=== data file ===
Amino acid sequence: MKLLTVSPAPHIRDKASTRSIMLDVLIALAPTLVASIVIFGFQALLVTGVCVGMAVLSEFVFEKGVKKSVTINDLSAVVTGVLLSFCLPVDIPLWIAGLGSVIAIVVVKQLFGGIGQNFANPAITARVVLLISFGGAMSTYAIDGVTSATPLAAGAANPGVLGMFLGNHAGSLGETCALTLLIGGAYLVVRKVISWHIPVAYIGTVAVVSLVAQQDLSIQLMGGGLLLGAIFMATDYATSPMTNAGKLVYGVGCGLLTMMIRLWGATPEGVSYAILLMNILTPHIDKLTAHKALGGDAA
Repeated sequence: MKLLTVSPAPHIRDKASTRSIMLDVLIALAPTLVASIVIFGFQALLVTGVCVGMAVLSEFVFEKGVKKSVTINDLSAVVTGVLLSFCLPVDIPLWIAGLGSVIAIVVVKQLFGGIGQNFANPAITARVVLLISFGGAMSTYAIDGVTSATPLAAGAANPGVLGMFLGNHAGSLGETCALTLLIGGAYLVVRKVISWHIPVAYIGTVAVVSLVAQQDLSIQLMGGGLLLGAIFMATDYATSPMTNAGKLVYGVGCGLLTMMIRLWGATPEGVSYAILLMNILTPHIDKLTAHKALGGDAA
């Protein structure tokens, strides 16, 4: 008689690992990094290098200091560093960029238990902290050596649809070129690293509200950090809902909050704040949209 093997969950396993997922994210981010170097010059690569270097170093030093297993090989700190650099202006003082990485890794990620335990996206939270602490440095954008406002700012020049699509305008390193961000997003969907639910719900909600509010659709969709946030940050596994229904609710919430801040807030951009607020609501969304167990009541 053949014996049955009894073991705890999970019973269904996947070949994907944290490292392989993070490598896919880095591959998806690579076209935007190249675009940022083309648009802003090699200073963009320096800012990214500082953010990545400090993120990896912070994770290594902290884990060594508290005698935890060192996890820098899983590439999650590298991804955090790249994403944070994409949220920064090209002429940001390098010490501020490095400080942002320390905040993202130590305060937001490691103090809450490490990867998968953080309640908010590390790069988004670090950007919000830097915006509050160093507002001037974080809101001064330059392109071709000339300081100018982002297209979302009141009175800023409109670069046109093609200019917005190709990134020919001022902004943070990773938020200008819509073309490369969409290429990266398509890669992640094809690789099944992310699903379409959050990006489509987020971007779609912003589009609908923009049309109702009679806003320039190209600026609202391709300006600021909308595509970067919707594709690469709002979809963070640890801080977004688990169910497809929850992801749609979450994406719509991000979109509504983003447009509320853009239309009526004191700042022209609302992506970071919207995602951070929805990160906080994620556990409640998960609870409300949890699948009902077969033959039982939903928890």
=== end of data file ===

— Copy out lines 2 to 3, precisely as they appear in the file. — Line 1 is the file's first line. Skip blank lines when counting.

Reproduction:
Repeated sequence: MKLLTVSPAPHIRDKASTRSIMLDVLIALAPTLVASIVIFGFQALLVTGVCVGMAVLSEFVFEKGVKKSVTINDLSAVVTGVLLSFCLPVDIPLWIAGLGSVIAIVVVKQLFGGIGQNFANPAITARVVLLISFGGAMSTYAIDGVTSATPLAAGAANPGVLGMFLGNHAGSLGETCALTLLIGGAYLVVRKVISWHIPVAYIGTVAVVSLVAQQDLSIQLMGGGLLLGAIFMATDYATSPMTNAGKLVYGVGCGLLTMMIRLWGATPEGVSYAILLMNILTPHIDKLTAHKALGGDAA
């Protein structure tokens, strides 16, 4: 008689690992990094290098200091560093960029238990902290050596649809070129690293509200950090809902909050704040949209 093997969950396993997922994210981010170097010059690569270097170093030093297993090989700190650099202006003082990485890794990620335990996206939270602490440095954008406002700012020049699509305008390193961000997003969907639910719900909600509010659709969709946030940050596994229904609710919430801040807030951009607020609501969304167990009541 053949014996049955009894073991705890999970019973269904996947070949994907944290490292392989993070490598896919880095591959998806690579076209935007190249675009940022083309648009802003090699200073963009320096800012990214500082953010990545400090993120990896912070994770290594902290884990060594508290005698935890060192996890820098899983590439999650590298991804955090790249994403944070994409949220920064090209002429940001390098010490501020490095400080942002320390905040993202130590305060937001490691103090809450490490990867998968953080309640908010590390790069988004670090950007919000830097915006509050160093507002001037974080809101001064330059392109071709000339300081100018982002297209979302009141009175800023409109670069046109093609200019917005190709990134020919001022902004943070990773938020200008819509073309490369969409290429990266398509890669992640094809690789099944992310699903379409959050990006489509987020971007779609912003589009609908923009049309109702009679806003320039190209600026609202391709300006600021909308595509970067919707594709690469709002979809963070640890801080977004688990169910497809929850992801749609979450994406719509991000979109509504983003447009509320853009239309009526004191700042022209609302992506970071919207995602951070929805990160906080994620556990409640998960609870409300949890699948009902077969033959039982939903928890």